DPM Tharman: We are not a special people

By September 24, 2017Current

TL;DR – We have to work hard to be a cohesive society.

DPM Tharman is worried.

As much as he would like to see Singapore become an innovative, vibrant and creative society, he is worried that we may end up as a society where people get “elbowed out”.

Why does he worry that? He said:

“I would say that I worry mainly because I see what is happening in the rest of the world – in the region immediately around us as well as in the most mature democracies. We know that we are not special people. We are a human society like any others, and the natural workings of society, if we just let it go with market, can very easily lead to divisions deepening. So we have to avoid it.”

DPM Tharman was speaking at the inaugural NTU Majulah Lecture last Wednesday (20 Sep 2017) when he shared these thoughts.

Indeed, many countries have seen increasing tensions along various fault lines. The most obvious is in USA, where racial relations are getting increasingly more tense. There, you see white supremacists clashing with those who would rather see a more diverse USA. Some times, these clashes turn violent, even fatal.

Can something like this happen in Singapore? It wasn’t too long ago that Singapore was torn asunder by racial riots. That was part of our founding history. It’s a part of our history that we have worked strenuously to never repeat. As DPM Tharman explained:

“It requires continuous work, and should never pretend that just leaving it to the market would lead to more understanding, more harmony, greater multiculturalism. It doesn’t happen that way anywhere in the world. It requires conscious action, conscious acts of the State, which work if they are supported by people. That’s how we have come so far and that’s how we will have to go into the future.”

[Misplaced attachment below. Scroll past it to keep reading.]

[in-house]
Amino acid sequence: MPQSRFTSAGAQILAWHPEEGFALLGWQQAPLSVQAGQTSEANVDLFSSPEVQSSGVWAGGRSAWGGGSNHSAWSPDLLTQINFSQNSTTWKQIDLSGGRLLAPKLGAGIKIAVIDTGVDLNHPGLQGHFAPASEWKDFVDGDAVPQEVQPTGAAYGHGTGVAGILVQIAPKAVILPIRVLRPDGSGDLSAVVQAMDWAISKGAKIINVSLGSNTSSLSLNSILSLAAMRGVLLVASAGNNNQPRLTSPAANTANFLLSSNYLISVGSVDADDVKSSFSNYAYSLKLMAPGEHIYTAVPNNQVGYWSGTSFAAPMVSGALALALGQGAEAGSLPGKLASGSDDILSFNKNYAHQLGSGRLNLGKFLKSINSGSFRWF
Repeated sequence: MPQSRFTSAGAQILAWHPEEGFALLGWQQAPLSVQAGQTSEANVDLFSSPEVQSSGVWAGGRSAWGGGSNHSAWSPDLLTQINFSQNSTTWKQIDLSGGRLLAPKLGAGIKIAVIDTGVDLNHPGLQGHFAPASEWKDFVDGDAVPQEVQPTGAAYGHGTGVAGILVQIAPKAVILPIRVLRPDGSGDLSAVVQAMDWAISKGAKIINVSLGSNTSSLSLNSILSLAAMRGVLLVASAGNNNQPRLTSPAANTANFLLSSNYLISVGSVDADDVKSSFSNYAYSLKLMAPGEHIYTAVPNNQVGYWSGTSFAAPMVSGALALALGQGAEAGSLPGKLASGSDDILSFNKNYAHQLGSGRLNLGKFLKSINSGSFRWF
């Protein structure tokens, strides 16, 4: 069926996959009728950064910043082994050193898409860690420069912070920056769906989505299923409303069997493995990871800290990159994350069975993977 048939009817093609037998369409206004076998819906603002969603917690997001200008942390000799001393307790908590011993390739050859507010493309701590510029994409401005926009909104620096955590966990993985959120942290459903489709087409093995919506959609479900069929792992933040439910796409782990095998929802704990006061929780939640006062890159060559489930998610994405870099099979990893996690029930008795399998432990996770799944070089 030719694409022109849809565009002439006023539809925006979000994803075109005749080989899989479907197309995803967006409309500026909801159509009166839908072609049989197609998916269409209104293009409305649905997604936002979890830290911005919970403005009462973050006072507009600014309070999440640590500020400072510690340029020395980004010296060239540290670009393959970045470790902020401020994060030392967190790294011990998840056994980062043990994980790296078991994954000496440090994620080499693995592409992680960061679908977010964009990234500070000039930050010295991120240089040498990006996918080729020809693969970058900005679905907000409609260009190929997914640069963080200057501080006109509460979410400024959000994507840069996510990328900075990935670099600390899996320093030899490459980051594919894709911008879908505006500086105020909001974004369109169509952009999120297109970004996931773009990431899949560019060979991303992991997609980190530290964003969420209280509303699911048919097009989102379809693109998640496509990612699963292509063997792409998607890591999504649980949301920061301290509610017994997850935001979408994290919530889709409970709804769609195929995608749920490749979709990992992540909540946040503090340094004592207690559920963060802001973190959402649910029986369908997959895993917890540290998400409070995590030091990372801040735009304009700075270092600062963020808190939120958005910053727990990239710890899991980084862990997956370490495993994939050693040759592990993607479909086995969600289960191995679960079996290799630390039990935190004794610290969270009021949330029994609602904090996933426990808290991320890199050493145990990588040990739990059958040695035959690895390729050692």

Some of things that we have done include a very intrusive housing policy.

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And of course, it also includes the reserved presidential election. DPM Tharman acknowledged that people would have preferred a contest. He also professed that he would have preferred a contest too. But he is also very proud that Mdm Halimah is our President.

At the lecture, DPM Tharman also recounted reading an article by the Malaysia Mingguan, a major Malaysian media publication, commenting on Madam Halimah’s election:

“They said it was unimaginable that Singapore would have a Malay president when it has 75 per cent Chinese. They compared it with what happens to the minorities elsewhere. They didn’t want to talk too much about Malaysia, so they talked about Indonesia. What happened to the Chinese candidate who contested the Jakarta gubernatorial elections –  he fell from a 75 per cent popular rating all the way down through a campaign based on ethnicity and religion, lost, and was then jailed. An insightful piece, because they are not great fans of Singapore. But they decided to write an editorial commending what happened, and expressing that it was remarkable that it happened.”

But this remarkable outcome didn’t happen because we are a special people. It happened because we made special effort to make it happen.

And, while DPM Tharman hopes that one day race will not matter, he’s realistic. He knows that we need to keep on working at it. He said:

“Giving every child a chance to succeed, it doesn’t happen naturally. It requires conscious effort. And never forget that growing up as a minority is different from growing up in the majority. Never pretend it is the same. It requires extra action, extra empathy, and that sense of sharing the same boat together – 风雨同舟 (feng yu tong zhou).”

Let’s hope the day that race doesn’t matter will come sooner than later.


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Author CRC

Working on a startup is a scary crazy process. To destress, I write random stuff.

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